You Think You Have It Tough!!!

Graham Clifford, reporter and writer for The Irish Independent, just spent two weeks in a desert refugee camp in Algeria where the nomadic Sahrawi people have waited for 40 years to return to their little known country of Western Sahara. The Sahrawi women are strong, educated and skilled leaders in their community in the remote southwestern province of Tindoff, Algeria, just over the border from their homeland, the partially-recognized state of Sahrawi Arab Democratic Republic (SADR). Clifford’s story made me realize that the women of the world, (and the men who encourage and support their goals and dreams), have SO MUCH more in common than they do in differences.

What the Sahrawi women have accomplished (while they “wait for their {desert} ship to come in) is nothing short of amazing and admirable on a huge level. How to accomplish life while not losing hope in the face of little or no support from the international communities of people, and women, is a veritable blueprint, a template, for people, individuals and groups, who are starting out, or re-starting out, at any age, in any country, of any gender, religion, etc. Clearly these women saw early on that Education was the absolute key to their survival. Those who left to go get their education have come back to educate. The elders of the village, as well as the women, are revered and considered heroic for having made the trek to freedom in the first place, 40 years ago. Most arrived with the clothes on their back and a couple suitcases.

Today, Sahrawi women continue to hold equal and strong voices in the community and government of the Sahrawi;  four women hold Ministerial positions within the government; Sahrawi women are doctors, nurses, teachers, technicians, security details and artists.  In this dusty, hot postage stamp of humanity, it was the women who began forming the basics of their community 40 years ago while their men were engaged in a freedom fight against the Moroccan government, which wanted to incorporate the Sahrawi and their land–while the Sahrawi wished to be, insisted on being, self-governing.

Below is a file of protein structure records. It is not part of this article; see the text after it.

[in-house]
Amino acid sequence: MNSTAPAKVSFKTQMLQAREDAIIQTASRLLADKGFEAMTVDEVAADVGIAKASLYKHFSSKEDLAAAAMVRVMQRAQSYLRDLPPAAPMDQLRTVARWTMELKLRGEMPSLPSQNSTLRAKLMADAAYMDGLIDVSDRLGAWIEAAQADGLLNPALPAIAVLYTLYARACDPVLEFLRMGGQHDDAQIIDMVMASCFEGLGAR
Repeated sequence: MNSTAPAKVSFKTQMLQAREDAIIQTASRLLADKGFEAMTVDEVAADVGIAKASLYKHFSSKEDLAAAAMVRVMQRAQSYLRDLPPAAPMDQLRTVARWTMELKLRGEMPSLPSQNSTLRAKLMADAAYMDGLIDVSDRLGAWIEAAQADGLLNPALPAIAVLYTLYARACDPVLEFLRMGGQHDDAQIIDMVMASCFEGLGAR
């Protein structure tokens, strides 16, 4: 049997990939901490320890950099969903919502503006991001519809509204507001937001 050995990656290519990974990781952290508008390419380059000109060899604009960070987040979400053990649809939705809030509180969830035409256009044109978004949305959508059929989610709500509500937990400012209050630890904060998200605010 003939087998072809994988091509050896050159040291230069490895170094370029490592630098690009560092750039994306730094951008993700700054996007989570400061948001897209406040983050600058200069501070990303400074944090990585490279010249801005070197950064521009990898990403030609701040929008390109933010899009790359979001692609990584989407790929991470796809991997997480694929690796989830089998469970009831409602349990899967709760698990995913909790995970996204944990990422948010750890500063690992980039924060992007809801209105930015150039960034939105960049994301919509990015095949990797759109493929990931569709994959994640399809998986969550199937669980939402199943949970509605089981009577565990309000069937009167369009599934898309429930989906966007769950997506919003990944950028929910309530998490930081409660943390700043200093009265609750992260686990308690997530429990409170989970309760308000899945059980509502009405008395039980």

Clifford-TV Reporter

(All Photos By Clare Keogh via The Irish Independent)

As if to show the Moroccan and worldly powers how well they could handle their own destiny, the Sahrawi people have carved the sculpture of a thriving village out of shifting sand. Still, they want the full international recognition of the Sahrawi Arab Democratic Republic. No matter how well they have adjusted to making this tiny area of Algeria their own, it is not their own. They want to return to Western Sahara.

For now that is not practical or safely possible as the people who have stayed in Western Sahara, including women, are routinely imprisoned and accused of crimes when they dare to show their allegiance to SADR. Allegations that some Sahrawi women have been “disappeared” by Moroccan forces have been verified by various NGO groups. To this day, there are ongoing negotiations encouraging Mororrco to be transparent about the “disappearance” of hundreds of Sahrawi people, mainly independence fighters. Progress is slow.

The fighting with Morocco, which began in 1975 and finally ceased in 1991, caused a loss of many of the Sahrawi men. But when the fighting ended, the Sahrawi thought they would be allowed self-determination; instead, they say, they wait and wait. Additionally, the Western Sahara conflict left behind antipersonnel mines and explosive remnants of war. As part of its response to the humanitarian consequences, the International Committee of the Red Cross (ICRC) runs a physical rehabilitation centre for handicapped people living in the Sahrawi refugee camps in Tindouf.

As Clifford says in his comprehensive piece on the nomadic tribe:

“In 1991 when the guns fell silent the United Nations promised that, with co-operation from Morocco, a referendum on self-determination would be granted to the native people of Western Sahara – the Sahrawi people in the camps celebrated, they felt they had achieved their goal and prepared to return home.

But that referendum has never materialized – the Sahrawis say Morocco, supported in the UN Security Council by their former colonizer France, have stalled the process and fear they will never allow a referendum to take place.”

The powerful story, including videos and photos, Clifford collected for this story is a must read for women, especially, but for all those in every country feeling disenfranchised, abandoned and at the mercy of powerful political and military factions. Then try being all that in a hot, inhospitable and unprotected patch of searing desert sand! Kudos to Clifford and photographer Clare Keogh for this inspiring story, and to the Irish Independent and the Simon Cumbers Fund for making the coverage and distribution of this awe-inspiring story possible.


Screenshot 2015-03-17 22.06.22


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